Totum Revolutum

by Edwin Williamson


I’m sitting down to eat crow.  
The waiter has my mother’s hands.  
A crow is sleeping on the sun, it  
smells like what heaven tastes like.  
A wolf is eating the sound out of my ears.  
Osamu Dazai is kissing me on the beach  
in Kamakura, while crows dance like newborn  
babies in the sea. It’s raining rotten fruit  
on the planet, Earth, and I’ve never been  
so turned on by flesh before.  
An old crow tells me to sink my teeth  
in, but everyone knows men don’t have mouths.  
You don’t realize how much is fundamentally wrong  
with society until you’re in a bowling alley.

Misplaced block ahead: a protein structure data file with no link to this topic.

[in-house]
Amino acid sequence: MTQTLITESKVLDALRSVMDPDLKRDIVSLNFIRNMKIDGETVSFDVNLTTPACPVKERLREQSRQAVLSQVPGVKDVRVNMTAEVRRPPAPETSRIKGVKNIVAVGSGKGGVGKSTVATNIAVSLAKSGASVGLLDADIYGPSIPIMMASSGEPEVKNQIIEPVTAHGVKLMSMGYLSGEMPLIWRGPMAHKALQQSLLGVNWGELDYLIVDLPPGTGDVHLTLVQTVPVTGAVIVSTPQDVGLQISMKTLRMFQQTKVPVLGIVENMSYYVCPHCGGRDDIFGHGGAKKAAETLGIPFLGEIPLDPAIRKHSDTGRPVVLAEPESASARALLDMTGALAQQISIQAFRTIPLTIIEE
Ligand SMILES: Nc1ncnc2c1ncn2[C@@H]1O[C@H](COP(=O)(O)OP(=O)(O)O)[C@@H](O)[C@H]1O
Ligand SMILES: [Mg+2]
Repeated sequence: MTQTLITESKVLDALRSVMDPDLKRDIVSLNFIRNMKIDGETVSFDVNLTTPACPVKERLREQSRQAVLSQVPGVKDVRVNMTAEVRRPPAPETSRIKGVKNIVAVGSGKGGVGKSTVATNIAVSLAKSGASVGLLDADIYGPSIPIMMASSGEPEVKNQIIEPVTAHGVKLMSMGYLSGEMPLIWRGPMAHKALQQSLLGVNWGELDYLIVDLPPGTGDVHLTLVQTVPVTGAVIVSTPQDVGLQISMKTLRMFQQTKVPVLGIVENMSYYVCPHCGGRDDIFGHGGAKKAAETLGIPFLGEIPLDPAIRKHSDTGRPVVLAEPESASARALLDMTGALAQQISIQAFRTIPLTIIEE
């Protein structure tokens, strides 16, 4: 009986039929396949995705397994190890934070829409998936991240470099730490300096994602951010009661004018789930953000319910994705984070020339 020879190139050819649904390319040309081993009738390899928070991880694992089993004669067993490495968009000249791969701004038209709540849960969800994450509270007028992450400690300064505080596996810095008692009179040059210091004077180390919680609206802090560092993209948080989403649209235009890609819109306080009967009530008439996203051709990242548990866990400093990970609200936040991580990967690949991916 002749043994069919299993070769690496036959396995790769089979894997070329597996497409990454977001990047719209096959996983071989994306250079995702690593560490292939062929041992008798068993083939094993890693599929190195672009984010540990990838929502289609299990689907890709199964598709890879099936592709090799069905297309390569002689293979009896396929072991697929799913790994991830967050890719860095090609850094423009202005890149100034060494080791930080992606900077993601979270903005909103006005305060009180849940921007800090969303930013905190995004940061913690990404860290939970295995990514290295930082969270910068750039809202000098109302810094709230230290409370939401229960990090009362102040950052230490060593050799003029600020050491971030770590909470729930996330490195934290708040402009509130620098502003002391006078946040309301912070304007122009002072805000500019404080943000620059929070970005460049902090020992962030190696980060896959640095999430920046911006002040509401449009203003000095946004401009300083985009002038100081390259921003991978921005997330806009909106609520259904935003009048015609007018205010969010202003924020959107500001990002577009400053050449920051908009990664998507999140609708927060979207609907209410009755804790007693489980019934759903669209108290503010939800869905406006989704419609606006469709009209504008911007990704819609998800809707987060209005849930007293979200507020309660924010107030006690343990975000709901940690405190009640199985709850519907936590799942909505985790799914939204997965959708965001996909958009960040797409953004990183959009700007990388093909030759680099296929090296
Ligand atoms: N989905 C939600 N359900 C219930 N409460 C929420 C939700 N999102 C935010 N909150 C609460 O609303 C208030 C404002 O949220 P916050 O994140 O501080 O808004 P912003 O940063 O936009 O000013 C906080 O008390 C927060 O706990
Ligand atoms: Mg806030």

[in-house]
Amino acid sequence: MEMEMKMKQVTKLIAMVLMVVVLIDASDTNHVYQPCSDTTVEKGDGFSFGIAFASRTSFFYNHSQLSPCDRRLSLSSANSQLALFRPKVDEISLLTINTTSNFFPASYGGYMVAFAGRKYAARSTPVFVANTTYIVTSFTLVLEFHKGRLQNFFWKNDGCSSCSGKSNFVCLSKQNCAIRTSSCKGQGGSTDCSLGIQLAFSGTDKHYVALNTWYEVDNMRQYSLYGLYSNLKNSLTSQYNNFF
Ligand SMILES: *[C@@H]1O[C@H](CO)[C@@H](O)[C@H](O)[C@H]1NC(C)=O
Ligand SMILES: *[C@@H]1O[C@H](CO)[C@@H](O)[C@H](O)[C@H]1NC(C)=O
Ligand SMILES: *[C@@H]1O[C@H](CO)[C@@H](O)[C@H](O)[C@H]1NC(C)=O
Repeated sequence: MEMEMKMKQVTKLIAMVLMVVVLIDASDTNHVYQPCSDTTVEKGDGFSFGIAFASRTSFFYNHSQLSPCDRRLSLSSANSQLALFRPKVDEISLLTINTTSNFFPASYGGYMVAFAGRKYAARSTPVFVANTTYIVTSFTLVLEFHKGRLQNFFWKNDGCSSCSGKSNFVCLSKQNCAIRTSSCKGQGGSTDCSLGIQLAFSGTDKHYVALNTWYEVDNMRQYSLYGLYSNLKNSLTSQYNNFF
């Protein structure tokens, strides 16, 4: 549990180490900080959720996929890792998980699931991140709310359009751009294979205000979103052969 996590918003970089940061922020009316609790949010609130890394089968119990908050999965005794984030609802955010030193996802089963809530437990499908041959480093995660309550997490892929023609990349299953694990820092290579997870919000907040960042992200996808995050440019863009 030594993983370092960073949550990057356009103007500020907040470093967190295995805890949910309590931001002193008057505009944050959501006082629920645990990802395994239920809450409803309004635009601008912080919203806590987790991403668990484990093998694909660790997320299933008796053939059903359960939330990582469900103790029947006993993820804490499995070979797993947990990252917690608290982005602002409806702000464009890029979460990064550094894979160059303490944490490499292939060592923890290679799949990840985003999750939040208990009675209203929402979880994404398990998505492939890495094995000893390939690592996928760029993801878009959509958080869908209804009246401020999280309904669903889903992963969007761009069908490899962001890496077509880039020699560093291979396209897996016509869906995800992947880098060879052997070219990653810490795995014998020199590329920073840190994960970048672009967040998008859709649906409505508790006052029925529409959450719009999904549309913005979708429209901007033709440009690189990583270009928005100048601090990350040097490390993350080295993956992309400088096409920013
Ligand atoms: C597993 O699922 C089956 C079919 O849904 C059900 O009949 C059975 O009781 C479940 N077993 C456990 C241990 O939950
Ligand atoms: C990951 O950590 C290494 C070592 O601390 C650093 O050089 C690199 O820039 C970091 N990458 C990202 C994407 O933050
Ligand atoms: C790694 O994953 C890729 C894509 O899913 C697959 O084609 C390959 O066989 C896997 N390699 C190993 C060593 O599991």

The conservative body of my nightmares  
is strolling by, winking eight eyes and letting  
me know that nightmares make children laugh.  
I’m sinking upwards—thinking about you—  
forgetting about the crow in my fridge  
and the new head it’s currently growing.  
I’m going to eat until I’m starving.  
My plate opens its eyes and kisses me  
hard on the mouth.  
There are no crows left in the world. 


About the Author:

Edwin Williamson is a junior at Central Michigan University majoring in English Literature and minoring in Art History and Anthropology. He is from Metro Detroit and currently lives in Mt. Pleasant, where he spends his days staring directly at the sun.

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